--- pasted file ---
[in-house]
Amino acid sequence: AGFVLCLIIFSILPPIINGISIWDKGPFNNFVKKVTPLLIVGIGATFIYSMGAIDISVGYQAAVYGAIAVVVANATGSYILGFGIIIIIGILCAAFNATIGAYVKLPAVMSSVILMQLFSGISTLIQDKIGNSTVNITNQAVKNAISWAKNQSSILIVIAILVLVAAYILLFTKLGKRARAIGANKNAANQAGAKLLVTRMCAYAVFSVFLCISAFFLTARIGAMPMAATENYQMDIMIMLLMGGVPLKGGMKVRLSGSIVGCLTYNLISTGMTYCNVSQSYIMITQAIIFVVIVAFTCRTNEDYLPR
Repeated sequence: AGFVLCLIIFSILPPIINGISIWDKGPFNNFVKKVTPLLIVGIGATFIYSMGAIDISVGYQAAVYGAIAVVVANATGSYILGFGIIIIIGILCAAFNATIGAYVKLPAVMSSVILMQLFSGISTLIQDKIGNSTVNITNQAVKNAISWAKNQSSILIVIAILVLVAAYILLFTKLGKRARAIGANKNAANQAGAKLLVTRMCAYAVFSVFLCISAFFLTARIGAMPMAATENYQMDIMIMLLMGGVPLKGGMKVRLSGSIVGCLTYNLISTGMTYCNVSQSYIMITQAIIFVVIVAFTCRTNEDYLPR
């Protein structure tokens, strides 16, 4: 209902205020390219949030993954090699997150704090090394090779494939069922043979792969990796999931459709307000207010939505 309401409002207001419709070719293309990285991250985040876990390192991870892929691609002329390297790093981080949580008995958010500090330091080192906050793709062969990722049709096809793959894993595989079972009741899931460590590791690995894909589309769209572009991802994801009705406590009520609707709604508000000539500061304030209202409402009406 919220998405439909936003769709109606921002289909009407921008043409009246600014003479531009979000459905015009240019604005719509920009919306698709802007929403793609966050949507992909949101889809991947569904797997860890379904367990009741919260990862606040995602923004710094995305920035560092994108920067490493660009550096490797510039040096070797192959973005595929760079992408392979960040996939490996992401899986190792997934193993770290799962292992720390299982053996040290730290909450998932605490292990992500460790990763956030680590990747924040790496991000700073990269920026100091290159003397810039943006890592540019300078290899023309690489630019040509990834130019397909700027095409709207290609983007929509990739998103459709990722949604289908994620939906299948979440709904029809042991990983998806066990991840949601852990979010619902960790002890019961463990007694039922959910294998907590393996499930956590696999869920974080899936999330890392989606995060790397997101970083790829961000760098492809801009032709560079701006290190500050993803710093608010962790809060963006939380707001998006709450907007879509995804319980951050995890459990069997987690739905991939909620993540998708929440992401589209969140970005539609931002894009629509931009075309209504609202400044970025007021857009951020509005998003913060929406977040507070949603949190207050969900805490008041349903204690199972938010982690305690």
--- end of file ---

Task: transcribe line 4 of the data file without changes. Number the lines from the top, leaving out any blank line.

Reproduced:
């Protein structure tokens, strides 16, 4: 209902205020390219949030993954090699997150704090090394090779494939069922043979792969990796999931459709307000207010939505 309401409002207001419709070719293309990285991250985040876990390192991870892929691609002329390297790093981080949580008995958010500090330091080192906050793709062969990722049709096809793959894993595989079972009741899931460590590791690995894909589309769209572009991802994801009705406590009520609707709604508000000539500061304030209202409402009406 919220998405439909936003769709109606921002289909009407921008043409009246600014003479531009979000459905015009240019604005719509920009919306698709802007929403793609966050949507992909949101889809991947569904797997860890379904367990009741919260990862606040995602923004710094995305920035560092994108920067490493660009550096490797510039040096070797192959973005595929760079992408392979960040996939490996992401899986190792997934193993770290799962292992720390299982053996040290730290909450998932605490292990992500460790990763956030680590990747924040790496991000700073990269920026100091290159003397810039943006890592540019300078290899023309690489630019040509990834130019397909700027095409709207290609983007929509990739998103459709990722949604289908994620939906299948979440709904029809042991990983998806066990991840949601852990979010619902960790002890019961463990007694039922959910294998907590393996499930956590696999869920974080899936999330890392989606995060790397997101970083790829961000760098492809801009032709560079701006290190500050993803710093608010962790809060963006939380707001998006709450907007879509995804319980951050995890459990069997987690739905991939909620993540998708929440992401589209969140970005539609931002894009629509931009075309209504609202400044970025007021857009951020509005998003913060929406977040507070949603949190207050969900805490008041349903204690199972938010982690305690």